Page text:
With thanks to Rob Corr
Recently, there has been a rush of business lobby groups from the retail and hospitality sectors talking about the terrible evils of weekend penalty rates.
Not, let’s be clear, the penalty rates received by paramedics, nurses or fire fighters.
No, the dastardly culprit is penalty rates received by the lowest paid groups of workers in Australia: café workers, cleaners, shop assistants and hotel attendants.
In the eyes of the retail and hospitality lobby, and the Productivity Commission, these workers are not only unworthy of weekend penalty rates. Not only that, but low paid workers actually want to be paid less.
This last claim is made in research by Deloitte commissioned by the Australian Chamber of Commerce and Industry.
ACCI and other business lobby groups had been stung in recent times for making shoddy submissions to the Fair Work Commission, submissions that lacked credibility and therefore “cannot be relied on as evidence representative of employers within the economy generally”.
In response, ACCI brought in Deloitte to produce a survey and report attacking penalty rates. The report has been used by the business lobby and other opponents of decent wages, including Prime Minister Abbott, to “prove” that businesses paying penalty rates are “doing it tough” and that workers don’t really care about weekend rates.
The dirty secret about the Deloitte report, like so many of the other shoddy reports pushed by the business lobby, is that its figures are embarrassing.
The Deloitte survey is being used to push for cuts to weekend rates of pay in retail and hospitality, but only 36% of respondents work in those industries.
The survey is being used to claim that casual workers don’t care about being paid penalty rates, but only 13% of respondents are casuals.
The survey is being used to claim that young workers don’t need penalty rates, but only 4% of respondents are aged 16-21.
To compound this embarrassment, the Deloitte “analysis” distorts its own numbers to support a pre-determined anti-penalty rates conclusion.
Let’s be clear, the objective of ACCI paying Deloitte for this report was to build a case for penalty rates to be reduced for those “unworthy” retail and hospitality workers.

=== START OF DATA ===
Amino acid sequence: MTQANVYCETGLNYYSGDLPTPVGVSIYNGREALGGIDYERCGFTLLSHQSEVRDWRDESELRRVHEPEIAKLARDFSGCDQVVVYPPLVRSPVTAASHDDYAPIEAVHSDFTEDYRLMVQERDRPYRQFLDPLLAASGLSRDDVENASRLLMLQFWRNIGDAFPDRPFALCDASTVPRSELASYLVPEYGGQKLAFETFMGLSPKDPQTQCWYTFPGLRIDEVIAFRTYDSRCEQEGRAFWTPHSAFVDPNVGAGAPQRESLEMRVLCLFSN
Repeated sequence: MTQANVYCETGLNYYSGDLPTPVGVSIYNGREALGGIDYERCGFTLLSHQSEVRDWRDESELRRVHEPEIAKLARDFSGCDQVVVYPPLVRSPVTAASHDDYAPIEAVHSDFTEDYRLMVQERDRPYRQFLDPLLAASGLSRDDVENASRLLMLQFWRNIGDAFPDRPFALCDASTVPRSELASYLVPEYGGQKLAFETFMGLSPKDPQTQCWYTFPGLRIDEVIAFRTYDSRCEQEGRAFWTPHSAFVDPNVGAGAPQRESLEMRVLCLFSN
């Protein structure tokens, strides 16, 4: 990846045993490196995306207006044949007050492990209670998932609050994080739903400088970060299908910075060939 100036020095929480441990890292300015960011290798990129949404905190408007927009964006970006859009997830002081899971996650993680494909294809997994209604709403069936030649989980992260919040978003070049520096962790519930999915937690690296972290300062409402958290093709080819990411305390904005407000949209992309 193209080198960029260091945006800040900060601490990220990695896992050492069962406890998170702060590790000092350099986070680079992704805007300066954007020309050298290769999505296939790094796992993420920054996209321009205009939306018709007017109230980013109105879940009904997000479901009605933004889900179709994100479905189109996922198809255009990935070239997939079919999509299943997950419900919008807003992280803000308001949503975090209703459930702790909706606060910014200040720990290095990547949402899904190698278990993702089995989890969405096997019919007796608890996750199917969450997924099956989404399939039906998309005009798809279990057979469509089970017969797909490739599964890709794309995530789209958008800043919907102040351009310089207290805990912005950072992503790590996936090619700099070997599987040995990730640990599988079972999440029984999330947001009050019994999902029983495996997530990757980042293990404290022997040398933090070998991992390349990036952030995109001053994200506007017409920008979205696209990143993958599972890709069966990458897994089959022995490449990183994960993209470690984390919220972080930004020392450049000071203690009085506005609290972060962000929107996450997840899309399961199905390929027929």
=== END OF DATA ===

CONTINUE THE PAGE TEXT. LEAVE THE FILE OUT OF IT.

To do so, they need to argue that weekends are nothing special – just two working days like any other – that the very concept of a weekend no longer exists.
The problem is that the survey found the opposite.
An overwhelming 66% (Saturdays) and 71% (Sundays) of respondents said “I have some problem working on the weekend”.
This was clearly embarrassing for Deloitte, who decided to massage the numbers a bit.
In the survey, those workers who had a problem with weekend work were asked to give specific details about their problem. Did it interfere with religious activities, spending time with family and friends, work-life balance? The split was fairly even across these, but some (10% Saturday, 14% Sunday) chose “None of the above”.
Deloitte decided those people – who specifically said they did have “some problem with working on the weekend” – actually had no problem with weekend work.
So when Tony Abbott cites Deloitte’s claims that “a large percentage of weekend workers, 44%… in the case of Saturdays and 43% for Sundays” are untroubled by weekend work, those numbers include 10% and 14% who specifically are, in fact, troubled by weekend work.
This is the dirty secret of opponents of weekend rates. When your own numbers, from your own commissioned report, don’t support your pre-determined conclusions, just make it up.
The Deloitte report also confirms that penalty rate opponents view retail and hospitality workers as “unworthy”.
The report looked at workers who “opt in to weekend work” for non-financial reasons. Business lobby bosses and Prime Minister Abbott, regularly make the claim that many workers prefer to work on the weekend.
Deloitte’s survey again, embarrassingly, finds that the overwhelming reason people work on the weekend is not because they “opt in” but because “I am required to by my employer” (64% on Saturday and 52% on Sunday).
What’s more, the higher rates of pay from weekend rates is the primary factor for workers wanting to work on weekends: “Higher hourly pay” (26%, 27%), “earn more disposable income” (26%, 22%) and “I rely on weekend work to cover my expenses” (19%, 17%).
The non-financial reasons that workers “opt in” for weekend work – study and child care – did not crack double digits and were the smallest options chosen by respondents.
Deloitte let the cat out of the bag on page 41 where they claimed “a significant portion of weekend workers could meet their financial needs (as opposed to their wants) even under lower penalty rates”.
Translated, this simply means that Deloitte, and ACCI, think retail and hospitality workers are unworthy of weekend penalty rates.